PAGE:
“It’s great for Paralympic sport as well because no other competing Paralympian has ever been knighted and certainly no other competing rider in equestrian sport either. It does take getting used to though, but I’m still just Lee.”
The “Godfather” of Para equestrian is back with hopes to make the 2018 World Championships set for Tryon, USA in September.
Now referred to as Sir Lee Pearson, the British rider – winner of 11 Paralympic golds, two silvers and one bronze, as well as numerous world and European titles – has been away from the competition scene for nearly a year.
He spent most of 2017 having a break from the sport while trying to get permission to build his own arena at home.
But the vagaries of the British planning process denied Pearson the chance to do so, and therefore it was back to driving everyday to a rented arena. He has submitted a revised, smaller design. But that has not stopped him from training and developing three horses, two whom he can campaign for a spot on the British team for the Federation Equestre Internationale (FEI) World Equestrian Games – which acts as the Para equestrian World Championships.
Those three are his 2014 World and 2016 Paralympic gold medal winning partner Zion; Styletta, who has been on the scene for a few years but is now coming into her own; and Breezer, a young horse that Pearson is developing with his partner, groom and carer, Richard.
“Zion is a sensitive thug and my best mate,” said Pearson, whose last competition was in March in Doha, Qatar. “Styletta [is] the most talented horse I’ve ever trained. She’s not huge – just 16.1 hands – but she’s a real powerhouse. The challenge is [to] encourage her to be calm as well as powerful.”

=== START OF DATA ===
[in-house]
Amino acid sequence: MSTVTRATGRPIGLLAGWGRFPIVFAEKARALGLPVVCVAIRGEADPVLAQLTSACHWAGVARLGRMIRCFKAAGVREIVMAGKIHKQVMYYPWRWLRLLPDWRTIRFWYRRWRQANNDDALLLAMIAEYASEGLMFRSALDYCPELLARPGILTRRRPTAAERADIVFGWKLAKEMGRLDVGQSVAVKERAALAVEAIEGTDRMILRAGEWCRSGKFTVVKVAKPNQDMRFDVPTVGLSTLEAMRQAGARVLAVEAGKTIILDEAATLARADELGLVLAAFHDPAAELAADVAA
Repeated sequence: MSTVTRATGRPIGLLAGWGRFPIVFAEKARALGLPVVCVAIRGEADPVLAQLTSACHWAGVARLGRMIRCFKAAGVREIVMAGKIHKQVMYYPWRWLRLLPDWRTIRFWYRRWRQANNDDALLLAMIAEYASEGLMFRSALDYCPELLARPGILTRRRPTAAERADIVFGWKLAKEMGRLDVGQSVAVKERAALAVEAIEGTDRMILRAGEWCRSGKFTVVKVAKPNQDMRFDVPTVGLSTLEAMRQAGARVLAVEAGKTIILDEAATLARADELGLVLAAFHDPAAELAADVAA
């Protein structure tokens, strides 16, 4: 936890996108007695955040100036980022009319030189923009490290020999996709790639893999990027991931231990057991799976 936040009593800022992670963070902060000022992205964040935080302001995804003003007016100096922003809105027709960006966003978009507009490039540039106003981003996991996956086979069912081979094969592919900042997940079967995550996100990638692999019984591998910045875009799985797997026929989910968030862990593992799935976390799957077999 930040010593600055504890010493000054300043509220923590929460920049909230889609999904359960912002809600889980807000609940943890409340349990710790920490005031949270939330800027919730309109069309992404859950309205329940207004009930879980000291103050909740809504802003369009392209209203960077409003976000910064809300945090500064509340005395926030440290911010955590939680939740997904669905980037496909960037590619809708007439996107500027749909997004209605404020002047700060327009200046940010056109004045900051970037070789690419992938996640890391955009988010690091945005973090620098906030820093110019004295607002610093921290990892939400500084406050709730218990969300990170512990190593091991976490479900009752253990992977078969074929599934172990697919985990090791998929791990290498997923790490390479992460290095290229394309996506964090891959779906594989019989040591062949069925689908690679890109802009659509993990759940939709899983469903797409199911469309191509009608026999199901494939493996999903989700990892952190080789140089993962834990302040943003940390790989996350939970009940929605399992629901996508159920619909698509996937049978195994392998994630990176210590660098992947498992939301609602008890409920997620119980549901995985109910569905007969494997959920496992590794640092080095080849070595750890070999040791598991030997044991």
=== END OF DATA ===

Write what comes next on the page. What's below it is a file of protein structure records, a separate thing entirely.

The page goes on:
In this World Championships year, Pearson is taking a different approach to his horses. “In the run up to Rio, we wrapped Zion in cotton wool. But this year I’m going to compete Zion in Deauville in France in April; and Styletta in Roosendaal in May,” Pearson said.
He added that, while any extended period away from competition can affect a rider’s confidence, a regime of continuous hacking (riding his horses around the countryside lanes where he lives) and training means he is ready to enter the fray.
“Mentally and physically, [I] feel at home in the saddle. I’m lucky that way.”
Battle for places
At last year’s Longines FEI European Championships in Gothenburg, Sweden, the four-strong British team included three debutants, two whom collected three gold medals each (team and the two individual titles).
With the new young talent, Pearson’s place on the team this year is not guaranteed.
“Competition for a place on the team is so much stronger,” he admitted. “The new members of the team in Gothenburg had been chasing our tails for years and you never take your place on the team for granted. The dynamic in the team has changed as well. We used to train the podium team and podium potential groups separately but now we train together, everybody learns from everybody else. It takes some getting used to but it will make Team GB even stronger.”
Pearson has already qualified all three horses to compete in Great Britain’s Winter Championships, and recently passed his heavy goods vehicle driving exam, joking “I collected my new horse transporter on Christmas Day!”
The other thing to still work on this year? Getting used to being called Sir Lee after his knighthood was awarded in the 2017 New Year’s honours list for both his sporting accomplishments and his charity work, which he is an ambassador for three separate organisations and also helps at his local shelter for the homeless.
“It’s great for Paralympic sport as well because no other competing Paralympian has ever been knighted and certainly no other competing rider in equestrian sport either,” Pearson said. “I love the recognition, not just for me but for all my support too. It does take getting used to though, but I’m still just Lee.”